What should I contribute and how should I invest my retirement plan? Investors have big decisions to make. I’ll discuss the Federal Thrift Savings Plan (TSP) and common planning issues. If you’re working in the private sector, please read on because TSP is similar to 401k plans. The features and planning issues are related.

  • TSP Overview: Federal employees and servicemen and women are eligible. Augments other retirement benefits including FERS, CSRS, military retirement, and SS. Contributions are made via payroll deduction and ‘matched’ to a degree, several investment options, and 3 ways to access funds (loans, in-service and post-separation withdrawals). You may consolidate other retirement accounts. Please refer to for all details.


  • Contributions: Specified as a percentage of your compensation (3% automatic enrollment) and subject to a match up to 5% (via formula). If goal is to save 10% of pay, your ‘cost’ is 5%, and the Agency funds the rest. Members of the uniformed services have some special rules including the ability to contribute part or all of their incentive, special or bonus pay, but none from housing or subsistence allowances; and matching agency contributions are subject to rules specific to each individual service. Contributions are subject to IRS limits (e.g. $18,000 plus $6,000 catch ups for those 50 and above). Check with your HR department for specifics.


  • Traditional TSP vs Roth TSP: Your choice is paying taxes now, or later. Traditional contributions are tax deferred; withdrawals trigger tax. Roth TSP contributions are made after-taxes (i.e. pay taxes up front); withdrawals may be tax free. Consult your CPA for tax advice.


  • Investment Options: Five investment options include guaranteed account, and four index funds (bonds, large and small US stocks, and international stocks); plus five Lifecycle Funds (target funds).

How much to contribute? Your goal is to accumulate “your number” for retirement. Consider diversifying your wealth buckets. TSP saving is easy (save it before you can spend it). However, don’t have all of your retirement cash flow fully taxable. Consider a “3-legged stool” model consisting of Pre-Tax funds (traditional retirement accounts), After-Tax funds (joint, trust, Roth’s, etc.) and Business/Real Estate. Thus you’ll have various sources (and taxation) to fund your retirement. It’s multi-dimensional diversification – you’re diversifying investment risks, taxation, and liquidity – plus matching contributions.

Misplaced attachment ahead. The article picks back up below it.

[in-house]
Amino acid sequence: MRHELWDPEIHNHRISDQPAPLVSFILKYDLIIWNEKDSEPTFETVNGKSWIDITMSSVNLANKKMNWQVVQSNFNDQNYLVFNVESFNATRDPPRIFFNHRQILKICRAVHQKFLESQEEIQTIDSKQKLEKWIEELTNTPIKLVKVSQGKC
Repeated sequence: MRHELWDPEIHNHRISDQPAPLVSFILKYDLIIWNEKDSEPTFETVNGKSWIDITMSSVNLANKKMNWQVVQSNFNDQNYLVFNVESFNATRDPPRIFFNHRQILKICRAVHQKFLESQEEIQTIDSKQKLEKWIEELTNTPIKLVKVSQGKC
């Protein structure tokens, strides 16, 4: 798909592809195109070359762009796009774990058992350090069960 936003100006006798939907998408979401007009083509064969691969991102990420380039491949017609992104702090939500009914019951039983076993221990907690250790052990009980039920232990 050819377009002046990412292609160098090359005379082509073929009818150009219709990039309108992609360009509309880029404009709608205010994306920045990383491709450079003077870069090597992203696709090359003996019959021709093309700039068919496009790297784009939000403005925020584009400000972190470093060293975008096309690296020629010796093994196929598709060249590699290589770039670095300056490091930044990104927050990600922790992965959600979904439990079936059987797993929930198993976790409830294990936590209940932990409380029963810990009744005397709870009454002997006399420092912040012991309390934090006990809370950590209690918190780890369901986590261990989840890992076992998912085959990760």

Tax deductible contributions or Roth? Tax planning is complicated – balancing current taxes, guessing future tax policy, and simplicity. If your retirement tax brackets are lower, then consider tax deductible contributions. If opposite, consider Roth contributions. If taxable income fluctuates, you might ‘switch’ – make deductible contributions one year, and Roth the next. Others do a hybrid (fund both). Bottom line: Map things out so you’re not making decisions solely on short-sighted benefits (e.g. taxes).

What to do at retirement? This is Challenge #1 for investors. TSP participants have numerous options including a lump sum payment, monthly payments and a life annuity. You’ll face tax, financial and estate planning, and significant emotional issues. Investors tend to get serious about financial planning 5 to 10 years prior to retirement. You shift from saver to spender, don’t want to ‘screw things up,’ and the world gets a little more complicated when the world becomes your investment oyster. It’s a path you best not walk alone.

Prudent planning creates pathways towards your financial success, and breaks down the barriers (via education and good investor behavior). The choice is yours. You can count on others (marry wealth, live off SS or pensions, etc.), or do it yourself. Good luck!

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When Your Treasures Have More Than Sentimental Value

What would you bring to Antiques Road Show? It’s a popular show combining history and treasure hunts. And who wouldn’t want to stumble upon a treasure? You’ve heard the stories of the family who had a garage sale “ugly” bowl perched on their mantle for years – sold for $2.2 million at Sotheby’s, or the person who bought an old folded manuscript at a Pennsylvania flea market for $4 –it went for auction for $2.4 million as one of the 25 or so remaining official copies of the Declaration of Independence (500 were printed).

The host, Mark I. Walberg, not to be confused with the actor with ripped abs, talks about appraising art, antiques and collectibles – Note: The values on the show are “estimates,” not appraised values. What generally enhances an item’s value is its authenticity, rarity, condition and providence – it must be true, one of a kind, rich with TLC, and have a story. The item retains sentimental value; however, if lacking any of these criteria, the item’s economic value diminishes. And appraisal is an art unto itself requiring knowledge and experience that goes way beyond a weekend certification program. Many of the nation’s best appraisers are second and third generation.

Valuation of personal property occurs in many aspects of personal finance. Say for example, you’re the trustee of your parents’ estate. They recently passed and you’ve got the Sisyphean task of managing their estate, keeping the beneficiaries outside the fence as you clear the barn and prepare for distribution, and adhere to the legal and accounting requirements. Joy Berus, of the Berus Law Group of Newport Beach, CA, presented “Art Law – Everything You Have Ever Wanted to Know” to the Estate Planning Council of Northern Nevada. I’ll share several areas involving valuation that may trigger some ideas for you, including hustling up your team of experts.